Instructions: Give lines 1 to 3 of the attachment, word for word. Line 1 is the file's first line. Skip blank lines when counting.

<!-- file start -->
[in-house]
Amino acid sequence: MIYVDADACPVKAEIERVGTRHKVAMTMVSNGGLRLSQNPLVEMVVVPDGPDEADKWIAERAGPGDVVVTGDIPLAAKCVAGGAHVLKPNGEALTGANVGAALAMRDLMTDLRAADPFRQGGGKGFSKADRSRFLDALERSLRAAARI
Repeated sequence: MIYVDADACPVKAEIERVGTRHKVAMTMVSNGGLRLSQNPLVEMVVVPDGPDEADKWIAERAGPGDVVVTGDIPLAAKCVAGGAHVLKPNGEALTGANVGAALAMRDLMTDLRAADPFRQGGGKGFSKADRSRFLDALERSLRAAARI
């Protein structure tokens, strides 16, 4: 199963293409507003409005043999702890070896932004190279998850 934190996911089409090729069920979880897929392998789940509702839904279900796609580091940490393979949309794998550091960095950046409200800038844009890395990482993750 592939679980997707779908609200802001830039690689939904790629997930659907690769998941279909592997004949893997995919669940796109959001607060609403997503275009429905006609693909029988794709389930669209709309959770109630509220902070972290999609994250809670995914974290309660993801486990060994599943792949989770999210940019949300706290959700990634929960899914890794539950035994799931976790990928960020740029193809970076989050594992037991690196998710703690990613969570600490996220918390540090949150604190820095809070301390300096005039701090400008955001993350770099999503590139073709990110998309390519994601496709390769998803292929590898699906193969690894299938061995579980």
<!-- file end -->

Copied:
[in-house]
Amino acid sequence: MIYVDADACPVKAEIERVGTRHKVAMTMVSNGGLRLSQNPLVEMVVVPDGPDEADKWIAERAGPGDVVVTGDIPLAAKCVAGGAHVLKPNGEALTGANVGAALAMRDLMTDLRAADPFRQGGGKGFSKADRSRFLDALERSLRAAARI
Repeated sequence: MIYVDADACPVKAEIERVGTRHKVAMTMVSNGGLRLSQNPLVEMVVVPDGPDEADKWIAERAGPGDVVVTGDIPLAAKCVAGGAHVLKPNGEALTGANVGAALAMRDLMTDLRAADPFRQGGGKGFSKADRSRFLDALERSLRAAARI